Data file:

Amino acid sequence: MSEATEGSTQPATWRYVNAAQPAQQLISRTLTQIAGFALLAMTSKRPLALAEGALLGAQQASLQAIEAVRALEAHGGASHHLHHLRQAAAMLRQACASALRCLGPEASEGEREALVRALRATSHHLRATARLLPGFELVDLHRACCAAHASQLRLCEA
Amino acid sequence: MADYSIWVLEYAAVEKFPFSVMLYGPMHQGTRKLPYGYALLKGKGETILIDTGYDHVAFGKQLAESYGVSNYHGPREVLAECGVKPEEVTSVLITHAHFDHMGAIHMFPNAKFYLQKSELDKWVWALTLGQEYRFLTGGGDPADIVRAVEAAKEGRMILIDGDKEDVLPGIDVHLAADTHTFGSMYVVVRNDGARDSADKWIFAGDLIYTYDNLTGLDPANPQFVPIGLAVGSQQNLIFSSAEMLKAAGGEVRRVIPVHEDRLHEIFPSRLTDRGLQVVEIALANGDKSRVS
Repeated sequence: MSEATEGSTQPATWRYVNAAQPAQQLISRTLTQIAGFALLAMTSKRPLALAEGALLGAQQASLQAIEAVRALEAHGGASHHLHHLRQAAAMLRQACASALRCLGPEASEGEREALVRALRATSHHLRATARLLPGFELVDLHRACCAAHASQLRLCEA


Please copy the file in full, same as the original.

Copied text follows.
Amino acid sequence: MSEATEGSTQPATWRYVNAAQPAQQLISRTLTQIAGFALLAMTSKRPLALAEGALLGAQQASLQAIEAVRALEAHGGASHHLHHLRQAAAMLRQACASALRCLGPEASEGEREALVRALRATSHHLRATARLLPGFELVDLHRACCAAHASQLRLCEA
Amino acid sequence: MADYSIWVLEYAAVEKFPFSVMLYGPMHQGTRKLPYGYALLKGKGETILIDTGYDHVAFGKQLAESYGVSNYHGPREVLAECGVKPEEVTSVLITHAHFDHMGAIHMFPNAKFYLQKSELDKWVWALTLGQEYRFLTGGGDPADIVRAVEAAKEGRMILIDGDKEDVLPGIDVHLAADTHTFGSMYVVVRNDGARDSADKWIFAGDLIYTYDNLTGLDPANPQFVPIGLAVGSQQNLIFSSAEMLKAAGGEVRRVIPVHEDRLHEIFPSRLTDRGLQVVEIALANGDKSRVS
Repeated sequence: MSEATEGSTQPATWRYVNAAQPAQQLISRTLTQIAGFALLAMTSKRPLALAEGALLGAQQASLQAIEAVRALEAHGGASHHLHHLRQAAAMLRQACASALRCLGPEASEGEREALVRALRATSHHLRATARLLPGFELVDLHRACCAAHASQLRLCEA